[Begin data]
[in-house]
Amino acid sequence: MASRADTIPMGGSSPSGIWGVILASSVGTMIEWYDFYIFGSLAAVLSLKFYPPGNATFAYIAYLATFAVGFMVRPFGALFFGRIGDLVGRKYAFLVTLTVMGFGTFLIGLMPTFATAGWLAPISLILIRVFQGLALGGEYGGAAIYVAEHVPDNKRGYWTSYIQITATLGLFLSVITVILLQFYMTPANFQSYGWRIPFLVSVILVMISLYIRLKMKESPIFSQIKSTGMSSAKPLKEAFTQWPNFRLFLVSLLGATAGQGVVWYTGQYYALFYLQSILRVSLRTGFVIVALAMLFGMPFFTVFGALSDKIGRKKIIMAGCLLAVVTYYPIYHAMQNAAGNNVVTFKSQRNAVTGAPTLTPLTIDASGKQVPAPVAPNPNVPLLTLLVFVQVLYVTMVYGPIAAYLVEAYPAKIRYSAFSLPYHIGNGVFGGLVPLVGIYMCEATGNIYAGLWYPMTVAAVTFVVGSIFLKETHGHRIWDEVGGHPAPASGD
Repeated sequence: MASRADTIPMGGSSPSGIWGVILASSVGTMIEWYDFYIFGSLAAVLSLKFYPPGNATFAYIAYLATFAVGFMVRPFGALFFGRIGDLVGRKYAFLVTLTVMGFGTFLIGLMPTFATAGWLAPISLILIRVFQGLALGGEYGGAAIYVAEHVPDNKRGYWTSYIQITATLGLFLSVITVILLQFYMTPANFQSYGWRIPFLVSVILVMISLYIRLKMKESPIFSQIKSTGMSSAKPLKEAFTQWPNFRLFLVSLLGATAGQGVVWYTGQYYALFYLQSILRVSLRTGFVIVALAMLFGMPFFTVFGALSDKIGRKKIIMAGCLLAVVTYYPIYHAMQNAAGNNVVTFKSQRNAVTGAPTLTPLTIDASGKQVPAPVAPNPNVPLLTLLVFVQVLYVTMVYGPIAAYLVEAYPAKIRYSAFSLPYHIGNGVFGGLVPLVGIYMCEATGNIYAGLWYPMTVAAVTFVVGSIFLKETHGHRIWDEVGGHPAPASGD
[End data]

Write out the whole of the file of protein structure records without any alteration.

[in-house]
Amino acid sequence: MASRADTIPMGGSSPSGIWGVILASSVGTMIEWYDFYIFGSLAAVLSLKFYPPGNATFAYIAYLATFAVGFMVRPFGALFFGRIGDLVGRKYAFLVTLTVMGFGTFLIGLMPTFATAGWLAPISLILIRVFQGLALGGEYGGAAIYVAEHVPDNKRGYWTSYIQITATLGLFLSVITVILLQFYMTPANFQSYGWRIPFLVSVILVMISLYIRLKMKESPIFSQIKSTGMSSAKPLKEAFTQWPNFRLFLVSLLGATAGQGVVWYTGQYYALFYLQSILRVSLRTGFVIVALAMLFGMPFFTVFGALSDKIGRKKIIMAGCLLAVVTYYPIYHAMQNAAGNNVVTFKSQRNAVTGAPTLTPLTIDASGKQVPAPVAPNPNVPLLTLLVFVQVLYVTMVYGPIAAYLVEAYPAKIRYSAFSLPYHIGNGVFGGLVPLVGIYMCEATGNIYAGLWYPMTVAAVTFVVGSIFLKETHGHRIWDEVGGHPAPASGD
Repeated sequence: MASRADTIPMGGSSPSGIWGVILASSVGTMIEWYDFYIFGSLAAVLSLKFYPPGNATFAYIAYLATFAVGFMVRPFGALFFGRIGDLVGRKYAFLVTLTVMGFGTFLIGLMPTFATAGWLAPISLILIRVFQGLALGGEYGGAAIYVAEHVPDNKRGYWTSYIQITATLGLFLSVITVILLQFYMTPANFQSYGWRIPFLVSVILVMISLYIRLKMKESPIFSQIKSTGMSSAKPLKEAFTQWPNFRLFLVSLLGATAGQGVVWYTGQYYALFYLQSILRVSLRTGFVIVALAMLFGMPFFTVFGALSDKIGRKKIIMAGCLLAVVTYYPIYHAMQNAAGNNVVTFKSQRNAVTGAPTLTPLTIDASGKQVPAPVAPNPNVPLLTLLVFVQVLYVTMVYGPIAAYLVEAYPAKIRYSAFSLPYHIGNGVFGGLVPLVGIYMCEATGNIYAGLWYPMTVAAVTFVVGSIFLKETHGHRIWDEVGGHPAPASGD